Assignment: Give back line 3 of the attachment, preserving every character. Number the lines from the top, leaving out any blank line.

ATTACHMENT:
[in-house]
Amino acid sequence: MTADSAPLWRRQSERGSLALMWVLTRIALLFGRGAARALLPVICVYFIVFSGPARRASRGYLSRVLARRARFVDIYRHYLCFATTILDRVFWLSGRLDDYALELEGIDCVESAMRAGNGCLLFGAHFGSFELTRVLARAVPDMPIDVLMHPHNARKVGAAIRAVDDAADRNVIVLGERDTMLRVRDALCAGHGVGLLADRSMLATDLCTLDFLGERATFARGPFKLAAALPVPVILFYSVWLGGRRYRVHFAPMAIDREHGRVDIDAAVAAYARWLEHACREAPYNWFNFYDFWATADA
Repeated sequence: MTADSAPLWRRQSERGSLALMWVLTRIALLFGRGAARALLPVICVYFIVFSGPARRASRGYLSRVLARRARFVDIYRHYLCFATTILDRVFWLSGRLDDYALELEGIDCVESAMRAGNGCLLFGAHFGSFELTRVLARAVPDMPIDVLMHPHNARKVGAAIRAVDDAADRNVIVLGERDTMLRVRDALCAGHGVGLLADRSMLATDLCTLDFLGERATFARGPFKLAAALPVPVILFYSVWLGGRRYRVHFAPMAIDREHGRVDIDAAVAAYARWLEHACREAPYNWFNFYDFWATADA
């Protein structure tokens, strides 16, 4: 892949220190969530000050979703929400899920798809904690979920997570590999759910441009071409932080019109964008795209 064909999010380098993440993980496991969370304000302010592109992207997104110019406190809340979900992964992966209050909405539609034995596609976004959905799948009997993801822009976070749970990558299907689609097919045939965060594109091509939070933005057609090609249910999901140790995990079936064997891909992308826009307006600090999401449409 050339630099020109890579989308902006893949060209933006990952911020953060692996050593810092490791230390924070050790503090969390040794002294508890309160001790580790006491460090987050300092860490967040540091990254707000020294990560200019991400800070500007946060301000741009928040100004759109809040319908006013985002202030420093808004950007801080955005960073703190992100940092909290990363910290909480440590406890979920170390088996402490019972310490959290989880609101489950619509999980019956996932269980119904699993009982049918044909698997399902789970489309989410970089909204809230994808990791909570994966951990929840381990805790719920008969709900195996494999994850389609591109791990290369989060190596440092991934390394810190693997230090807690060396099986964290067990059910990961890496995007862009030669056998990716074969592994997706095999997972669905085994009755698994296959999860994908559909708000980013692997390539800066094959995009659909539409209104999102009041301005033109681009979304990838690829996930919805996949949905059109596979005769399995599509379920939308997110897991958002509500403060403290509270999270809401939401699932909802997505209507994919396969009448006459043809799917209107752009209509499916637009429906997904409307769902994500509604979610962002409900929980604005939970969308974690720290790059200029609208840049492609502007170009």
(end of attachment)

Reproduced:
Repeated sequence: MTADSAPLWRRQSERGSLALMWVLTRIALLFGRGAARALLPVICVYFIVFSGPARRASRGYLSRVLARRARFVDIYRHYLCFATTILDRVFWLSGRLDDYALELEGIDCVESAMRAGNGCLLFGAHFGSFELTRVLARAVPDMPIDVLMHPHNARKVGAAIRAVDDAADRNVIVLGERDTMLRVRDALCAGHGVGLLADRSMLATDLCTLDFLGERATFARGPFKLAAALPVPVILFYSVWLGGRRYRVHFAPMAIDREHGRVDIDAAVAAYARWLEHACREAPYNWFNFYDFWATADA